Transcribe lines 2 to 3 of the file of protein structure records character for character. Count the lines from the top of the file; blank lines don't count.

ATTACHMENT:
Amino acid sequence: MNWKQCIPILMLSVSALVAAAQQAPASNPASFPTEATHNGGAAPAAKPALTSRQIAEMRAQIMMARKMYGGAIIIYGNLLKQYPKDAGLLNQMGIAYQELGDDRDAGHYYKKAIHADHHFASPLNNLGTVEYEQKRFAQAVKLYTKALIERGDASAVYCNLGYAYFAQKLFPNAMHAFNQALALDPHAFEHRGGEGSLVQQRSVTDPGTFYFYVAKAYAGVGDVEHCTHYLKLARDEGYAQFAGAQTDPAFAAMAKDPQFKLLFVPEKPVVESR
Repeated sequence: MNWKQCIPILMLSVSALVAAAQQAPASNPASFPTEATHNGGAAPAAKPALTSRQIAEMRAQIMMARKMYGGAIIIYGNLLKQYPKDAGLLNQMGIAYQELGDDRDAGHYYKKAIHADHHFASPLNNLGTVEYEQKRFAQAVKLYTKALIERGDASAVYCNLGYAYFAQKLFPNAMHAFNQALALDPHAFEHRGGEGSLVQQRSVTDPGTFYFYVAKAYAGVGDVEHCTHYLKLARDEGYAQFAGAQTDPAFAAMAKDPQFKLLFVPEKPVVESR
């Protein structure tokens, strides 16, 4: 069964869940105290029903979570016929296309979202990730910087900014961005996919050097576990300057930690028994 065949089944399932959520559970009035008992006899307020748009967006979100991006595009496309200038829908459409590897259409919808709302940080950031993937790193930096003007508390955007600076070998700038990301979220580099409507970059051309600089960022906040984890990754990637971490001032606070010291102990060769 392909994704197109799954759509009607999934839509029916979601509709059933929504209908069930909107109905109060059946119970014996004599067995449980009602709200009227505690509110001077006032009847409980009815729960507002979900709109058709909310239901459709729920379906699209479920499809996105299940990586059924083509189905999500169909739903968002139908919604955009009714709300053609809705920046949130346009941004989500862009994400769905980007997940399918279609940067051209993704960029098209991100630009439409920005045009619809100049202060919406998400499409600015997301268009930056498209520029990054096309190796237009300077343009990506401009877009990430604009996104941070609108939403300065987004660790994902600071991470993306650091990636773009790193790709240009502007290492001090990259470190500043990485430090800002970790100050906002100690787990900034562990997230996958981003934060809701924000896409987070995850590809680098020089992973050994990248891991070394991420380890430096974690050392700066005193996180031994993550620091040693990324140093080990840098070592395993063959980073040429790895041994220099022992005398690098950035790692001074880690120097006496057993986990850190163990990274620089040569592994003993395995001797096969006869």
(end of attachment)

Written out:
Repeated sequence: MNWKQCIPILMLSVSALVAAAQQAPASNPASFPTEATHNGGAAPAAKPALTSRQIAEMRAQIMMARKMYGGAIIIYGNLLKQYPKDAGLLNQMGIAYQELGDDRDAGHYYKKAIHADHHFASPLNNLGTVEYEQKRFAQAVKLYTKALIERGDASAVYCNLGYAYFAQKLFPNAMHAFNQALALDPHAFEHRGGEGSLVQQRSVTDPGTFYFYVAKAYAGVGDVEHCTHYLKLARDEGYAQFAGAQTDPAFAAMAKDPQFKLLFVPEKPVVESR
């Protein structure tokens, strides 16, 4: 069964869940105290029903979570016929296309979202990730910087900014961005996919050097576990300057930690028994 065949089944399932959520559970009035008992006899307020748009967006979100991006595009496309200038829908459409590897259409919808709302940080950031993937790193930096003007508390955007600076070998700038990301979220580099409507970059051309600089960022906040984890990754990637971490001032606070010291102990060769 392909994704197109799954759509009607999934839509029916979601509709059933929504209908069930909107109905109060059946119970014996004599067995449980009602709200009227505690509110001077006032009847409980009815729960507002979900709109058709909310239901459709729920379906699209479920499809996105299940990586059924083509189905999500169909739903968002139908919604955009009714709300053609809705920046949130346009941004989500862009994400769905980007997940399918279609940067051209993704960029098209991100630009439409920005045009619809100049202060919406998400499409600015997301268009930056498209520029990054096309190796237009300077343009990506401009877009990430604009996104941070609108939403300065987004660790994902600071991470993306650091990636773009790193790709240009502007290492001090990259470190500043990485430090800002970790100050906002100690787990900034562990997230996958981003934060809701924000896409987070995850590809680098020089992973050994990248891991070394991420380890430096974690050392700066005193996180031994993550620091040693990324140093080990840098070592395993063959980073040429790895041994220099022992005398690098950035790692001074880690120097006496057993986990850190163990990274620089040569592994003993395995001797096969006869």